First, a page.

364 - 05/04 - Restrictions on Discharge of ‘Domestic Ballast Water’ - Victoria - Australia
We have been advised that from 1st July 2004 all ships that enter Victorian waters will be subject to a new ballast water management policy in respect of ‘domestic ballast water’.
Victorian waters extend three nautical miles from the Victorian coastline. Restrictions imposed by the policy are limited to the discharge of domestic water within this area.
'Domestic ballast water' is ballast water that originates from an Australian port or within the territorial sea of Australia, and will be regulated by the Victorian Environment Protection Authority (EPA). By contrast, 'International ballast water' (being all other ballast water) will continue to be regulated by the Federal Australian Quarantine & Inspection Service. Therefore, a ship entering Victorian waters may be subject to both the Federal and Victorian ballast water policies simultaneously.
The policy contains the following key elements:
1 Every ship is required to perform a self-assessment of any domestic ballast water onboard by accessing the Ballast Water Decision Support System. This is a computer software application developed by AQIS and will assess the domestic ballast water onboard as either ‘high risk’ or ‘low risk’.
2 Prior to arriving at a Victorian port, every ship must complete and submit to the EPA, a Victorian Ballast Water Reporting Form. This will specify if the ship is carrying domestic ballast water, the risk assessment result, and if the ship intends to discharge domestic ballast water within Victorian waters.
3 If the ship is carrying domestic ballast water it will also be required to complete a Ballast Water Log specifying the most recent uptake or discharge of any domestic ballast water for every ballast tank on the ship. This must be submitted to the EPA.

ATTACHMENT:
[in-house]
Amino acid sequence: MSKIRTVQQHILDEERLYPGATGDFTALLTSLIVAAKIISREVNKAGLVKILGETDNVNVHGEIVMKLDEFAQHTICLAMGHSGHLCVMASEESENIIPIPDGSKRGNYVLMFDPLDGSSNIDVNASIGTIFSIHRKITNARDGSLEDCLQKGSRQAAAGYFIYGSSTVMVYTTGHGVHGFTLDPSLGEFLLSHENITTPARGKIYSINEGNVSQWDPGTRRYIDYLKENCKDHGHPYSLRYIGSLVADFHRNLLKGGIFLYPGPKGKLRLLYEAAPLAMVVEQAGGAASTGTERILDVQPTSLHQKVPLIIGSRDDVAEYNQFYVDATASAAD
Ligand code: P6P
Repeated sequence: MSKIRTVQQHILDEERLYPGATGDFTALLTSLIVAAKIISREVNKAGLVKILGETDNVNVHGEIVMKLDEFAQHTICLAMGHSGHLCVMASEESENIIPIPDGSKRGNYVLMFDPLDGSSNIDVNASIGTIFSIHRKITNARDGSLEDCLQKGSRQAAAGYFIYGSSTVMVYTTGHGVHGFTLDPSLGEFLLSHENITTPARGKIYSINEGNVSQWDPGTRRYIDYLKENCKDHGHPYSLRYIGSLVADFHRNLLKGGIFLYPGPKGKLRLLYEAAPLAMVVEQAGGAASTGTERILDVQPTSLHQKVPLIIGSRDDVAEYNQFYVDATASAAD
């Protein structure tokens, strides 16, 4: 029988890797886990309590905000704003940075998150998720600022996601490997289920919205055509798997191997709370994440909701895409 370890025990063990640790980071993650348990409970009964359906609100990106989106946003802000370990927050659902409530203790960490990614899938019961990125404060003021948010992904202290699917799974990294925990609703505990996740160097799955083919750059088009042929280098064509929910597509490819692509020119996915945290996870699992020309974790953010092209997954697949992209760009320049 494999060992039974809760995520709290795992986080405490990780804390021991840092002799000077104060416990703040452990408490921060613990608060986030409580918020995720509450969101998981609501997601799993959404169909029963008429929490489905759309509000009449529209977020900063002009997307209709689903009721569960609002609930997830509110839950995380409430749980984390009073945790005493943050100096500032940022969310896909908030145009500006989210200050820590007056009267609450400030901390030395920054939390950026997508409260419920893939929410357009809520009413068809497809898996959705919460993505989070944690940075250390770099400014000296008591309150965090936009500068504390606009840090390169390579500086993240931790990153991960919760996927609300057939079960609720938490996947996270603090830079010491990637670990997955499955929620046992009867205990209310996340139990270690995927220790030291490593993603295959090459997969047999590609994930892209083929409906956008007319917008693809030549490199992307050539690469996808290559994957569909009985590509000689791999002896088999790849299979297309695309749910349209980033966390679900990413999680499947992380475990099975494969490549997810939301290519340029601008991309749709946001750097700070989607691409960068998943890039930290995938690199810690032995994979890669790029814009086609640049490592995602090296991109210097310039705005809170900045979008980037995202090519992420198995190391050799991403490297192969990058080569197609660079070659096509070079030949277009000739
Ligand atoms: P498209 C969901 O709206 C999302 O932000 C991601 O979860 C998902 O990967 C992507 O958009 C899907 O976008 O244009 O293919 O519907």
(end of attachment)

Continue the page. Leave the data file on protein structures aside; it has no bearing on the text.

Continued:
4 Domestic ballast water that is assessed to be ‘high risk’ must not be discharged into Victorian waters. There is no restriction on the discharge of ‘low risk’ domestic ballast water. In this respect, a key question is the extent to which ballast water originating from other Australian ports will be classed as ‘high risk’. If the appropriate documentation specified above is not completed, any domestic ballast water on the ship will be deemed ‘high risk’ and consequently, must not be discharged into Victorian waters.
5 Although the EPA will assess ballast water requirements on a voyage-by-voyage basis, it is possible for regular users of Victorian ports to enter into accreditation agreements with the EPA. Such agreements will exempt ships from certain reporting requirements, although the ship will remain subject to the appropriate management of ‘high risk’ domestic ballast water.
6 The EPA recognises that in certain circumstances ships may be unable to fully comply with the policy. This may be because of unforeseen circumstances during a particular voyage (such as inclement weather conditions) or the structural limitations of a ship. In these circumstances, the EPA will determine alternative arrangements for the management of domestic water, in co-ordination with the ship.
Any breach of the policy will be subject to the penalties specified in the Environmental Protection Act 1970. A person who contravenes any requirement relating to ‘waste’ as specified in the policy, i.e. ‘high risk’ domestic ballast water, may be found guilty of an indictable offence and subject to a penalty of up to Aus$240,000. The offence will be deemed to be committed by both the owner and the master of the ship. It should also be noted that under the EP Act if the owner of the ship is a corporation, each person who is a director or is concerned with the management of the corporation might be guilty of an offence. Similarly, where the owner of the ship is a partnership, each person who is a partner may be guilty of an offence.
In cases of minor infractions of the policy, the EPA may exercise its discretion to issue Infringement Notices, providing for penalties of Aus$5,000 for a corporation and Aus$1,200 for an individual.
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